Receptionist: I’m sorry, she’s with a patient right now. Can I have her call you back?
Me: Oh, okay, that would be great. This is Mr. Hughes, her daughter’s teacher. Can you have her call me on my cell phone whenever possible?
Receptionist: Oh, her daughter’s teacher? Let me see if I can get her.
(by this point the second girl is already crying)
Parent: Hello?
Me: Hello Ms. ________, I’m really sorry to disturb you at work, but I’ve had some real problems with [girl #2] today.
Parent: That’s ok. What is the problem?
Me: Well, as you might know, the MCT is over with and [girl #2] doesn’t want to do anything in class anymore. She keeps saying that my class is ‘booty’, that I’m a ‘booty’ teacher, and that everything is ‘booty’. The thing is that it starts with her and her two girlfriends follow what she does. Then the whole class thinks it’s ok to show me that level of disrespect–
Parent: Mr. Hughes, is she there?
Me: Yes, ma’am, she is. Would you like to speak with her?
Parent: Yes, please.
Student: … (sobbing) … But he makes us do all this work– … Yes ma’am … (still sobbing) … I’m sorry, Mr. Hughes … *sniff* … I won’t be disrespectful anymore, Mr. Hughes …
Me: (student hands phone to me) Ma’am?
Parent: Mr. Hughes, does your school allow you to use corporal punishment?
Me: Yes, ma’am, it does.
Parent: Well, I give you my full permission to use it. Whatever you need to do, Mr. Hughes, you have my full permission to do it.
Me: If I feel I need to do that, I will, ma’am. [of course I’d never hit a student]
Parent: You tell her that I authorized you to do that.
Me: Thank you, ma’am.

As my conversation was wrapping up, I noticed that all of the students in the room got out of their seats and rushed to the back of the room. Looking in, I saw that girl #3 (who had since returned) fainted and fell on the floor from her (supposed) ailment. I had one of my students run to the office, since we still had no phone in my portable classroom. The nurse came to check out the girl and said that she was fine. The nurse needed to get in touch with girl #3’s mother over this. Girl #3 gave the nurse what I think was a fake phone number because she knew I didn’t have a current phone number for her house, and by giving the nurse the number, I could then get it.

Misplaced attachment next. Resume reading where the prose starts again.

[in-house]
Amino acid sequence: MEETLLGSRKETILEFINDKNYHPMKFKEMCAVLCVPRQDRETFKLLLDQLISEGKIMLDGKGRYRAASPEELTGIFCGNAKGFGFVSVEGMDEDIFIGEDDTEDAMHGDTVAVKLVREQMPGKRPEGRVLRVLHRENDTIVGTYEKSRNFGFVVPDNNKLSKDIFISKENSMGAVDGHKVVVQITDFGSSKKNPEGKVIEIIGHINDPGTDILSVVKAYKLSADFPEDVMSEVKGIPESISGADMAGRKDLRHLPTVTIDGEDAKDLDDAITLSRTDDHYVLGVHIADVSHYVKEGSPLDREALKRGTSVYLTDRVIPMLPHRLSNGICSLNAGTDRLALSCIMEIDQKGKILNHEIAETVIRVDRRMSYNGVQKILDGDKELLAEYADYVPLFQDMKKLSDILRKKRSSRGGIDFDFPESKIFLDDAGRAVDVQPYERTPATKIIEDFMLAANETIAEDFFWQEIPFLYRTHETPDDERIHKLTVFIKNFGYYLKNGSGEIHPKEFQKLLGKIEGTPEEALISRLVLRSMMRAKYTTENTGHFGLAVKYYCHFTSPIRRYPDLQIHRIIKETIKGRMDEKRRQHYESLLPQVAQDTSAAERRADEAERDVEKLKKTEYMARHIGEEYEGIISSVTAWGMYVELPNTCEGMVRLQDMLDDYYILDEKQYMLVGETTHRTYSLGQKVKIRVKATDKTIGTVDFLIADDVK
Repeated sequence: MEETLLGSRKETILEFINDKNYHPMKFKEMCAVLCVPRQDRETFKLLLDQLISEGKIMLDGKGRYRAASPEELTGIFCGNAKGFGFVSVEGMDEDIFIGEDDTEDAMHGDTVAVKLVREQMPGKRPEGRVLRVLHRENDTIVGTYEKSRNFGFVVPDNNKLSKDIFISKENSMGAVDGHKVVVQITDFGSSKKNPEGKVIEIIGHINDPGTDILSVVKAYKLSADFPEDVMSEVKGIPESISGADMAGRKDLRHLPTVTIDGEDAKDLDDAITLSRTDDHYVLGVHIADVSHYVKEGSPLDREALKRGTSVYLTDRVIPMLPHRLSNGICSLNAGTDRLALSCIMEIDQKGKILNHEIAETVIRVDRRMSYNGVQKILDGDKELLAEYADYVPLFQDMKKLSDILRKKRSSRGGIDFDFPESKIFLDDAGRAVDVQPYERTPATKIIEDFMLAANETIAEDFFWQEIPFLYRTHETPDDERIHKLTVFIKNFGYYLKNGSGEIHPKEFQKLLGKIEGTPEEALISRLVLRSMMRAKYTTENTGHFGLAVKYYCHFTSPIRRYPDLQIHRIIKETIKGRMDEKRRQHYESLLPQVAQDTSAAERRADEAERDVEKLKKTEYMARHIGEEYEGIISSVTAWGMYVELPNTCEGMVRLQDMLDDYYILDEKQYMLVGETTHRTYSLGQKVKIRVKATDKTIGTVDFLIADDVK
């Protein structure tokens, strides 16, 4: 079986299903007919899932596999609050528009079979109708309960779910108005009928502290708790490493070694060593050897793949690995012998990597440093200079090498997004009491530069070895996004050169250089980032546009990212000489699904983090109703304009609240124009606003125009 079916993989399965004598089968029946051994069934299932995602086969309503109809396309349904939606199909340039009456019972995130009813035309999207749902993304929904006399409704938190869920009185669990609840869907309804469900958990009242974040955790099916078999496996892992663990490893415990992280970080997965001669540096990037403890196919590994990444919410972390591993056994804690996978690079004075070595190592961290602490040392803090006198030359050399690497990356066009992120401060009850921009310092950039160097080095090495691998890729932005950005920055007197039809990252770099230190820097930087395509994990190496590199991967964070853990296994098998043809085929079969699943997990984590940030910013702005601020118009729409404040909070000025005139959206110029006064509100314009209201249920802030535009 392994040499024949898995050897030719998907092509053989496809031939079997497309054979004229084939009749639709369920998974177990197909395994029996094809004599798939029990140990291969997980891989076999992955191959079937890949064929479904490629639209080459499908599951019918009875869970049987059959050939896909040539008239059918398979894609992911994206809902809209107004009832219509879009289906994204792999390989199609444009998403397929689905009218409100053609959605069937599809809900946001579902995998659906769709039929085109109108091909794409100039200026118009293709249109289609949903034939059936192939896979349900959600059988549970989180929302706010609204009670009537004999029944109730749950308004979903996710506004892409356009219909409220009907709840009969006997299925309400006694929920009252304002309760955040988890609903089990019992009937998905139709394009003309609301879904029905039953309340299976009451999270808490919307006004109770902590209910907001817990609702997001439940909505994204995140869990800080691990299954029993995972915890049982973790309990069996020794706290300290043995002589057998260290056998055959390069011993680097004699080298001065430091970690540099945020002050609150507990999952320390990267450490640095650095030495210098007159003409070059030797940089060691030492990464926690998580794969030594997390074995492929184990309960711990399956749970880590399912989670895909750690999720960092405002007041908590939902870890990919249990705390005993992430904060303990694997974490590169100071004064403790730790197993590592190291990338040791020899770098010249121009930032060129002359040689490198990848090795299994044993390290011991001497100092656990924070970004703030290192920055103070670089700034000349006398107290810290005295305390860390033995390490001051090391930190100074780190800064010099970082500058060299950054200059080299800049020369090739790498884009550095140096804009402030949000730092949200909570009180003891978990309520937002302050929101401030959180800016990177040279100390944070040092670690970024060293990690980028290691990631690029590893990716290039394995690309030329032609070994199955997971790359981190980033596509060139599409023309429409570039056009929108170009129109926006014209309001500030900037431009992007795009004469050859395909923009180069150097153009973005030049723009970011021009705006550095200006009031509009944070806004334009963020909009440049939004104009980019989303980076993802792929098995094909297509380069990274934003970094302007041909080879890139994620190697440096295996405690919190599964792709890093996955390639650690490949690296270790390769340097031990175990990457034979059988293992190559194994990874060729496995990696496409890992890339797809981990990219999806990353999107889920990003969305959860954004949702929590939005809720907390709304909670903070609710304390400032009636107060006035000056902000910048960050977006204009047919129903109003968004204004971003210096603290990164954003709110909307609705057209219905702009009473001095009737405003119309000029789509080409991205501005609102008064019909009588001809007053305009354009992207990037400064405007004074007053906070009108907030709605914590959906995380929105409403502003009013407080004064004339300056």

After all the commotion, I realized one of two things was true about girl #3: either (1) she was really scared and the very real threat of me calling her mom was sufficient enough to make her hyperventilate or (2) she put on an elaborate (and gutsy) performance, faking her fainting in order to avoid the wrath of her mother. In either case, she wouldn’t be calling anything booty again. So I didn’t bother telling her mom about it.

After I got home that day, I was taking a nap. I got a call from girl #1. She asked me to call her mom and tell her that she was good for the remainder of the day. I explained that, while I had no more problems with her, she wasn’t exactly good, since all we had to do was go watch a movie in the auditorium with the rest of the school. She asked me to call her mom anyway. I told her to have her mom call me, which never happened.

Not two minutes later, my phone rang again. This time it was girl #2. Here’s the final conversation:

Student: (sobbing) Mr. Hughes, it’s [girl #2]. I just wanted to say I’m sorry for being disrespectful today. (pause with crying) I’m sorry for ever doing anything wrong in your class this year …
Parent in Background: What’s the matter? You can’t talk now?
Student: (sobbing) … and I’m sorry for calling your class booty.

We had a productive and respectful final two weeks.